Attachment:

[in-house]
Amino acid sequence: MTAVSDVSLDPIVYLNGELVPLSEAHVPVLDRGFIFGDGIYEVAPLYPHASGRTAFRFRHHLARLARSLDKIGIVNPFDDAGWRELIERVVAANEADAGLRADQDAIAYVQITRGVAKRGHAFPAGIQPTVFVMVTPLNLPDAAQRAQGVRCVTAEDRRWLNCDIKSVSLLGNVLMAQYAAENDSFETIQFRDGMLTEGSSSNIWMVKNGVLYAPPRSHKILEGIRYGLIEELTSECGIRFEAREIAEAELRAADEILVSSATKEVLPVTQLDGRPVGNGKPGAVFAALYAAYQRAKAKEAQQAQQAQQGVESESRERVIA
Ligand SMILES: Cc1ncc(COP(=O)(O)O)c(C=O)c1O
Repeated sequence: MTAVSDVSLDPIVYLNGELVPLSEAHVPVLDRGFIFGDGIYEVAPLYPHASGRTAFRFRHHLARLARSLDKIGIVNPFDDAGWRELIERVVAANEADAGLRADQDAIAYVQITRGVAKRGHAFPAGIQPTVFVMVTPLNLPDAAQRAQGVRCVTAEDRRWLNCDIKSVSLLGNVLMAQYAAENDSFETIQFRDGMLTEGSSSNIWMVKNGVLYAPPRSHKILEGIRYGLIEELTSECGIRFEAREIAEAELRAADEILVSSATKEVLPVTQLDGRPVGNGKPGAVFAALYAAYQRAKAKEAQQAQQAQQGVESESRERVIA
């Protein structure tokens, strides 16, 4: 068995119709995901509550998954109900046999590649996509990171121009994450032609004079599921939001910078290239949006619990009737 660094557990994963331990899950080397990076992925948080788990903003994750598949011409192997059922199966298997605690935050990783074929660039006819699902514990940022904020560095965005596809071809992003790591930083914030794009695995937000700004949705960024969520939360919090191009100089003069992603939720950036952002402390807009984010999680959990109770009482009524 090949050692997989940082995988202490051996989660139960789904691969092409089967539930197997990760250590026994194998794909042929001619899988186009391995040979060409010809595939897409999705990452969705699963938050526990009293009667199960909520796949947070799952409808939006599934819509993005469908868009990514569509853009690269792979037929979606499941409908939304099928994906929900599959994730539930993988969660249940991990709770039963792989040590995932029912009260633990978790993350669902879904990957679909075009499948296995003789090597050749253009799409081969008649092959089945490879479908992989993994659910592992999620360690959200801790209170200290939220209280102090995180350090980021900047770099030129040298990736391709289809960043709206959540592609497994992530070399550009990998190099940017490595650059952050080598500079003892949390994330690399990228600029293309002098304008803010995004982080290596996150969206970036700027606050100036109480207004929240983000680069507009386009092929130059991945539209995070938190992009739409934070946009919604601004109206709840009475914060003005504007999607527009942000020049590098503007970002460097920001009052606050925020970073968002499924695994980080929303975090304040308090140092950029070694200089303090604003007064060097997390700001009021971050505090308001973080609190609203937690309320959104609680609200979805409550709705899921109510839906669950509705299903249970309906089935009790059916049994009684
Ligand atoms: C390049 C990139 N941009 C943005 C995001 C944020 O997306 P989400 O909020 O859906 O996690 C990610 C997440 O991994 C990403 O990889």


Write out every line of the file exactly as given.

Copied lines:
[in-house]
Amino acid sequence: MTAVSDVSLDPIVYLNGELVPLSEAHVPVLDRGFIFGDGIYEVAPLYPHASGRTAFRFRHHLARLARSLDKIGIVNPFDDAGWRELIERVVAANEADAGLRADQDAIAYVQITRGVAKRGHAFPAGIQPTVFVMVTPLNLPDAAQRAQGVRCVTAEDRRWLNCDIKSVSLLGNVLMAQYAAENDSFETIQFRDGMLTEGSSSNIWMVKNGVLYAPPRSHKILEGIRYGLIEELTSECGIRFEAREIAEAELRAADEILVSSATKEVLPVTQLDGRPVGNGKPGAVFAALYAAYQRAKAKEAQQAQQAQQGVESESRERVIA
Ligand SMILES: Cc1ncc(COP(=O)(O)O)c(C=O)c1O
Repeated sequence: MTAVSDVSLDPIVYLNGELVPLSEAHVPVLDRGFIFGDGIYEVAPLYPHASGRTAFRFRHHLARLARSLDKIGIVNPFDDAGWRELIERVVAANEADAGLRADQDAIAYVQITRGVAKRGHAFPAGIQPTVFVMVTPLNLPDAAQRAQGVRCVTAEDRRWLNCDIKSVSLLGNVLMAQYAAENDSFETIQFRDGMLTEGSSSNIWMVKNGVLYAPPRSHKILEGIRYGLIEELTSECGIRFEAREIAEAELRAADEILVSSATKEVLPVTQLDGRPVGNGKPGAVFAALYAAYQRAKAKEAQQAQQAQQGVESESRERVIA
């Protein structure tokens, strides 16, 4: 068995119709995901509550998954109900046999590649996509990171121009994450032609004079599921939001910078290239949006619990009737 660094557990994963331990899950080397990076992925948080788990903003994750598949011409192997059922199966298997605690935050990783074929660039006819699902514990940022904020560095965005596809071809992003790591930083914030794009695995937000700004949705960024969520939360919090191009100089003069992603939720950036952002402390807009984010999680959990109770009482009524 090949050692997989940082995988202490051996989660139960789904691969092409089967539930197997990760250590026994194998794909042929001619899988186009391995040979060409010809595939897409999705990452969705699963938050526990009293009667199960909520796949947070799952409808939006599934819509993005469908868009990514569509853009690269792979037929979606499941409908939304099928994906929900599959994730539930993988969660249940991990709770039963792989040590995932029912009260633990978790993350669902879904990957679909075009499948296995003789090597050749253009799409081969008649092959089945490879479908992989993994659910592992999620360690959200801790209170200290939220209280102090995180350090980021900047770099030129040298990736391709289809960043709206959540592609497994992530070399550009990998190099940017490595650059952050080598500079003892949390994330690399990228600029293309002098304008803010995004982080290596996150969206970036700027606050100036109480207004929240983000680069507009386009092929130059991945539209995070938190992009739409934070946009919604601004109206709840009475914060003005504007999607527009942000020049590098503007970002460097920001009052606050925020970073968002499924695994980080929303975090304040308090140092950029070694200089303090604003007064060097997390700001009021971050505090308001973080609190609203937690309320959104609680609200979805409550709705899921109510839906669950509705299903249970309906089935009790059916049994009684
Ligand atoms: C390049 C990139 N941009 C943005 C995001 C944020 O997306 P989400 O909020 O859906 O996690 C990610 C997440 O991994 C990403 O990889």